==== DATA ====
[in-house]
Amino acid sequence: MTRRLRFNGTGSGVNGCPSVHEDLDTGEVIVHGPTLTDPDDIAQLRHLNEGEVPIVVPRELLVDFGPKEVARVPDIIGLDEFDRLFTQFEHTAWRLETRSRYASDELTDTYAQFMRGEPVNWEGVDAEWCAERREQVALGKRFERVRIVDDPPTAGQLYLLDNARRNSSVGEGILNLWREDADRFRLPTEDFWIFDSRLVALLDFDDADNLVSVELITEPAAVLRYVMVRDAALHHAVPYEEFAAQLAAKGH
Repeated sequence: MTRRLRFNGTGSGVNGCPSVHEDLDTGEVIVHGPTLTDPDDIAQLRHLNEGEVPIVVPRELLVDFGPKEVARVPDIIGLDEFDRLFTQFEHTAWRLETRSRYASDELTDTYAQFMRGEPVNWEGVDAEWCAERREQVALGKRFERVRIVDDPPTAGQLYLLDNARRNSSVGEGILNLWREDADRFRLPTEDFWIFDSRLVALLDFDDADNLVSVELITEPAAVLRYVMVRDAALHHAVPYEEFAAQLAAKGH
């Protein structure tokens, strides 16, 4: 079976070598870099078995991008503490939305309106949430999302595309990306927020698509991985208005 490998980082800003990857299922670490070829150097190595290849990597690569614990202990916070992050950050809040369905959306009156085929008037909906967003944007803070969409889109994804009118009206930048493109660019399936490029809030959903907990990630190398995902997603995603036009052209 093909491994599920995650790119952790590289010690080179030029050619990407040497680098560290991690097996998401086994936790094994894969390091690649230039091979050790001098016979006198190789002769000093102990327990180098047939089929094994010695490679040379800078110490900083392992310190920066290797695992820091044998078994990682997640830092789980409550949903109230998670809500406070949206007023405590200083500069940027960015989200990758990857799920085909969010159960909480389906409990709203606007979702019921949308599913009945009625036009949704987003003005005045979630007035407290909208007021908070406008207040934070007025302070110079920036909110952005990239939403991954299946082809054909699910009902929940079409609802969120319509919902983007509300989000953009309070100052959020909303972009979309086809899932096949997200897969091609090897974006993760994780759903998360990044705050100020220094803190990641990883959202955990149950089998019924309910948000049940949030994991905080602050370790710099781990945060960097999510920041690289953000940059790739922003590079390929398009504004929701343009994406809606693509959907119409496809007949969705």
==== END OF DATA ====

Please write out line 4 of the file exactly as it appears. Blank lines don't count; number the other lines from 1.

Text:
């Protein structure tokens, strides 16, 4: 079976070598870099078995991008503490939305309106949430999302595309990306927020698509991985208005 490998980082800003990857299922670490070829150097190595290849990597690569614990202990916070992050950050809040369905959306009156085929008037909906967003944007803070969409889109994804009118009206930048493109660019399936490029809030959903907990990630190398995902997603995603036009052209 093909491994599920995650790119952790590289010690080179030029050619990407040497680098560290991690097996998401086994936790094994894969390091690649230039091979050790001098016979006198190789002769000093102990327990180098047939089929094994010695490679040379800078110490900083392992310190920066290797695992820091044998078994990682997640830092789980409550949903109230998670809500406070949206007023405590200083500069940027960015989200990758990857799920085909969010159960909480389906409990709203606007979702019921949308599913009945009625036009949704987003003005005045979630007035407290909208007021908070406008207040934070007025302070110079920036909110952005990239939403991954299946082809054909699910009902929940079409609802969120319509919902983007509300989000953009309070100052959020909303972009979309086809899932096949997200897969091609090897974006993760994780759903998360990044705050100020220094803190990641990883959202955990149950089998019924309910948000049940949030994991905080602050370790710099781990945060960097999510920041690289953000940059790739922003590079390929398009504004929701343009994406809606693509959907119409496809007949969705």